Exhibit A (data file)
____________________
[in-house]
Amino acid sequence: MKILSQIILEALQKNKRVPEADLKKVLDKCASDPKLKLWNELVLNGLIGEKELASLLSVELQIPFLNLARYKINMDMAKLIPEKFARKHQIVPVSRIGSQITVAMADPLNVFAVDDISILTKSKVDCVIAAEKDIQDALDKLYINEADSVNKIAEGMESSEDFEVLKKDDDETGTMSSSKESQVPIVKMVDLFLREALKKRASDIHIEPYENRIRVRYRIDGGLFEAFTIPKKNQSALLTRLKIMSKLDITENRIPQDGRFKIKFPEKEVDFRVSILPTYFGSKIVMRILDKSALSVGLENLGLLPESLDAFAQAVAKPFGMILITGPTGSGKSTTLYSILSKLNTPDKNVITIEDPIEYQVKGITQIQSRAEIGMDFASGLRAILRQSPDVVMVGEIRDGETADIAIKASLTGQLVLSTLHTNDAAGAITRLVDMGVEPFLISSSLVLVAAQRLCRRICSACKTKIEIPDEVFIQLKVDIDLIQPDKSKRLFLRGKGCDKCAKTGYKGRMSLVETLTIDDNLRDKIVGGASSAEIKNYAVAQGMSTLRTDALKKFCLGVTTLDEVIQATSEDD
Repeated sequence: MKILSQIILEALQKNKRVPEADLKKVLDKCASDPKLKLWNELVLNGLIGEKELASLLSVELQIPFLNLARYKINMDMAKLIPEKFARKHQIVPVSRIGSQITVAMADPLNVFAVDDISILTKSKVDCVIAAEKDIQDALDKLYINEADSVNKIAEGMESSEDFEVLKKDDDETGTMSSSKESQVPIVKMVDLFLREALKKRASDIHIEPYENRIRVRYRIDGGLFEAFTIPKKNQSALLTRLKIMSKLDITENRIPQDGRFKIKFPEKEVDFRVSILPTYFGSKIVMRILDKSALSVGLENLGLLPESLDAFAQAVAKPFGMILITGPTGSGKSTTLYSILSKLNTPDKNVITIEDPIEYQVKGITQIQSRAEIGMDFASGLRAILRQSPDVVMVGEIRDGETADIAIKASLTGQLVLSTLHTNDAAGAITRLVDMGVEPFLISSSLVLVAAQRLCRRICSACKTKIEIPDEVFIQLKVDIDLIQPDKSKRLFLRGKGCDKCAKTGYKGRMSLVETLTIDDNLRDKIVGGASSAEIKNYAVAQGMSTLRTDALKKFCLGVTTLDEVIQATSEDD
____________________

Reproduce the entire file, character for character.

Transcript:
[in-house]
Amino acid sequence: MKILSQIILEALQKNKRVPEADLKKVLDKCASDPKLKLWNELVLNGLIGEKELASLLSVELQIPFLNLARYKINMDMAKLIPEKFARKHQIVPVSRIGSQITVAMADPLNVFAVDDISILTKSKVDCVIAAEKDIQDALDKLYINEADSVNKIAEGMESSEDFEVLKKDDDETGTMSSSKESQVPIVKMVDLFLREALKKRASDIHIEPYENRIRVRYRIDGGLFEAFTIPKKNQSALLTRLKIMSKLDITENRIPQDGRFKIKFPEKEVDFRVSILPTYFGSKIVMRILDKSALSVGLENLGLLPESLDAFAQAVAKPFGMILITGPTGSGKSTTLYSILSKLNTPDKNVITIEDPIEYQVKGITQIQSRAEIGMDFASGLRAILRQSPDVVMVGEIRDGETADIAIKASLTGQLVLSTLHTNDAAGAITRLVDMGVEPFLISSSLVLVAAQRLCRRICSACKTKIEIPDEVFIQLKVDIDLIQPDKSKRLFLRGKGCDKCAKTGYKGRMSLVETLTIDDNLRDKIVGGASSAEIKNYAVAQGMSTLRTDALKKFCLGVTTLDEVIQATSEDD
Repeated sequence: MKILSQIILEALQKNKRVPEADLKKVLDKCASDPKLKLWNELVLNGLIGEKELASLLSVELQIPFLNLARYKINMDMAKLIPEKFARKHQIVPVSRIGSQITVAMADPLNVFAVDDISILTKSKVDCVIAAEKDIQDALDKLYINEADSVNKIAEGMESSEDFEVLKKDDDETGTMSSSKESQVPIVKMVDLFLREALKKRASDIHIEPYENRIRVRYRIDGGLFEAFTIPKKNQSALLTRLKIMSKLDITENRIPQDGRFKIKFPEKEVDFRVSILPTYFGSKIVMRILDKSALSVGLENLGLLPESLDAFAQAVAKPFGMILITGPTGSGKSTTLYSILSKLNTPDKNVITIEDPIEYQVKGITQIQSRAEIGMDFASGLRAILRQSPDVVMVGEIRDGETADIAIKASLTGQLVLSTLHTNDAAGAITRLVDMGVEPFLISSSLVLVAAQRLCRRICSACKTKIEIPDEVFIQLKVDIDLIQPDKSKRLFLRGKGCDKCAKTGYKGRMSLVETLTIDDNLRDKIVGGASSAEIKNYAVAQGMSTLRTDALKKFCLGVTTLDEVIQATSEDD